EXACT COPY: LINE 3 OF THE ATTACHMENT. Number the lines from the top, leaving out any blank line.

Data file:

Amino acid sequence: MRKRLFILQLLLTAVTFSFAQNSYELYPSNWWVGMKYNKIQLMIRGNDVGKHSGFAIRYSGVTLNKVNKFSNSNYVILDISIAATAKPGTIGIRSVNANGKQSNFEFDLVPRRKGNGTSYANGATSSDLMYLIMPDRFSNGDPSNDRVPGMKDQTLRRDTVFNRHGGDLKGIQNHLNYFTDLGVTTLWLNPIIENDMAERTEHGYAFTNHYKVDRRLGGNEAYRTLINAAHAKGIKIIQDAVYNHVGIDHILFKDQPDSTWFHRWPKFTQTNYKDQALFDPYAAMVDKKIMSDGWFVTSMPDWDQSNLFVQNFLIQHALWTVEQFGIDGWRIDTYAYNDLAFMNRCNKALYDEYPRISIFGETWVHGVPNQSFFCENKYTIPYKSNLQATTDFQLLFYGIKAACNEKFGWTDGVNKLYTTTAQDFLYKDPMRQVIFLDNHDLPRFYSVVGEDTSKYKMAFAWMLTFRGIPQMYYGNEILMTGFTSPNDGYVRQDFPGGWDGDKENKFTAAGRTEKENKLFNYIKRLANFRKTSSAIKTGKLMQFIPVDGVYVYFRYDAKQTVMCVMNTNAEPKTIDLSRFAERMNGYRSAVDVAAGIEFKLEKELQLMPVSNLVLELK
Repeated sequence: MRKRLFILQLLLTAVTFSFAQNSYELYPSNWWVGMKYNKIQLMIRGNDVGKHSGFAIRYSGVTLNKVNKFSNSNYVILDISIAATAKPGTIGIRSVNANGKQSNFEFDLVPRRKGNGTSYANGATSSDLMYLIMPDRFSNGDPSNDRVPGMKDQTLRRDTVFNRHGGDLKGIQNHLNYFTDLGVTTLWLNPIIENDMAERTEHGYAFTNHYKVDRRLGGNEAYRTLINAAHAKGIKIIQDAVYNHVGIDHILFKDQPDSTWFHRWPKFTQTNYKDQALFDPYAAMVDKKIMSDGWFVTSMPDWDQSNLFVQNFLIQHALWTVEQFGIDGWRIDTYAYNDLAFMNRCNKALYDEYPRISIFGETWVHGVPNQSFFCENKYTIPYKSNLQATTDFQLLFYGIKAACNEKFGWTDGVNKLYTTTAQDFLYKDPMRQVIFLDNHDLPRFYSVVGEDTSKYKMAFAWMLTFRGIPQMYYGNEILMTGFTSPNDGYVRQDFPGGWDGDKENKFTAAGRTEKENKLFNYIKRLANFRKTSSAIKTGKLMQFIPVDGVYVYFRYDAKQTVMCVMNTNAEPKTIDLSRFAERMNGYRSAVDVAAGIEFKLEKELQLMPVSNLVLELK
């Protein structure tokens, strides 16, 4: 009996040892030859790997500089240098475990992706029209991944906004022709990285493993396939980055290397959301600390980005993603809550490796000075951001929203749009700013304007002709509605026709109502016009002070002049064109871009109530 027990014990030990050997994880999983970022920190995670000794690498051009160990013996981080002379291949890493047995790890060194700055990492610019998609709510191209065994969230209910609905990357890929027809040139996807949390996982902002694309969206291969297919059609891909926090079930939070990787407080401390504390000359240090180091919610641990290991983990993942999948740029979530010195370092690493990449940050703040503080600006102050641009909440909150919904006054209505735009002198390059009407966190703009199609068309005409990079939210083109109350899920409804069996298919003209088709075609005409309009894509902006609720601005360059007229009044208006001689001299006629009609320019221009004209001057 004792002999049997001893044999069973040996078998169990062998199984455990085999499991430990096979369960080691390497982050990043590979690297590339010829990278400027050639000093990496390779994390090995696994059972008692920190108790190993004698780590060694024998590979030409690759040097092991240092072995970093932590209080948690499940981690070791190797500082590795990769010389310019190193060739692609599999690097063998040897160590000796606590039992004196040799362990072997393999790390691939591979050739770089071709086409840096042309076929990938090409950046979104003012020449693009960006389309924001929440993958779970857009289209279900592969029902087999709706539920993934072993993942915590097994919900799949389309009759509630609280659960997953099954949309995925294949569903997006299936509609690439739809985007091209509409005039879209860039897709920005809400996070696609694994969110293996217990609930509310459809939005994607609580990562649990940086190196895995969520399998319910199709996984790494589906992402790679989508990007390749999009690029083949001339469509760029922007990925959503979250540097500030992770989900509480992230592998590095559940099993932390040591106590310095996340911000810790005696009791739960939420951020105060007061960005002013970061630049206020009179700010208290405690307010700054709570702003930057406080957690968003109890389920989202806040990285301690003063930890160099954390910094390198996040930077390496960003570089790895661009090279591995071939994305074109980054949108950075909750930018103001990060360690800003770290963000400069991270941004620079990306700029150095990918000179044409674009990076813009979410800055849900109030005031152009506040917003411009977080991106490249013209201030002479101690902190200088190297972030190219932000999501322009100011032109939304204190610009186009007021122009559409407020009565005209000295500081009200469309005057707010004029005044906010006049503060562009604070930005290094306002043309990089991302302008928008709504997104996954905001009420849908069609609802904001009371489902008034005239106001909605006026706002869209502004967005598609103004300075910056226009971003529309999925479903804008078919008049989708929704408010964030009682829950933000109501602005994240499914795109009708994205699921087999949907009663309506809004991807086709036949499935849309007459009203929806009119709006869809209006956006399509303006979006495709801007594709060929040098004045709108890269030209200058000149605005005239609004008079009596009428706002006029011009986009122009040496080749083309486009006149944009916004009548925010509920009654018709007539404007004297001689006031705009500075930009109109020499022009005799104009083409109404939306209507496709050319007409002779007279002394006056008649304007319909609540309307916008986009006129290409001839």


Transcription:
């Protein structure tokens, strides 16, 4: 009996040892030859790997500089240098475990992706029209991944906004022709990285493993396939980055290397959301600390980005993603809550490796000075951001929203749009700013304007002709509605026709109502016009002070002049064109871009109530 027990014990030990050997994880999983970022920190995670000794690498051009160990013996981080002379291949890493047995790890060194700055990492610019998609709510191209065994969230209910609905990357890929027809040139996807949390996982902002694309969206291969297919059609891909926090079930939070990787407080401390504390000359240090180091919610641990290991983990993942999948740029979530010195370092690493990449940050703040503080600006102050641009909440909150919904006054209505735009002198390059009407966190703009199609068309005409990079939210083109109350899920409804069996298919003209088709075609005409309009894509902006609720601005360059007229009044208006001689001299006629009609320019221009004209001057 004792002999049997001893044999069973040996078998169990062998199984455990085999499991430990096979369960080691390497982050990043590979690297590339010829990278400027050639000093990496390779994390090995696994059972008692920190108790190993004698780590060694024998590979030409690759040097092991240092072995970093932590209080948690499940981690070791190797500082590795990769010389310019190193060739692609599999690097063998040897160590000796606590039992004196040799362990072997393999790390691939591979050739770089071709086409840096042309076929990938090409950046979104003012020449693009960006389309924001929440993958779970857009289209279900592969029902087999709706539920993934072993993942915590097994919900799949389309009759509630609280659960997953099954949309995925294949569903997006299936509609690439739809985007091209509409005039879209860039897709920005809400996070696609694994969110293996217990609930509310459809939005994607609580990562649990940086190196895995969520399998319910199709996984790494589906992402790679989508990007390749999009690029083949001339469509760029922007990925959503979250540097500030992770989900509480992230592998590095559940099993932390040591106590310095996340911000810790005696009791739960939420951020105060007061960005002013970061630049206020009179700010208290405690307010700054709570702003930057406080957690968003109890389920989202806040990285301690003063930890160099954390910094390198996040930077390496960003570089790895661009090279591995071939994305074109980054949108950075909750930018103001990060360690800003770290963000400069991270941004620079990306700029150095990918000179044409674009990076813009979410800055849900109030005031152009506040917003411009977080991106490249013209201030002479101690902190200088190297972030190219932000999501322009100011032109939304204190610009186009007021122009559409407020009565005209000295500081009200469309005057707010004029005044906010006049503060562009604070930005290094306002043309990089991302302008928008709504997104996954905001009420849908069609609802904001009371489902008034005239106001909605006026706002869209502004967005598609103004300075910056226009971003529309999925479903804008078919008049989708929704408010964030009682829950933000109501602005994240499914795109009708994205699921087999949907009663309506809004991807086709036949499935849309007459009203929806009119709006869809209006956006399509303006979006495709801007594709060929040098004045709108890269030209200058000149605005005239609004008079009596009428706002006029011009986009122009040496080749083309486009006149944009916004009548925010509920009654018709007539404007004297001689006031705009500075930009109109020499022009005799104009083409109404939306209507496709050319007409002779007279002394006056008649304007319909609540309307916008986009006129290409001839």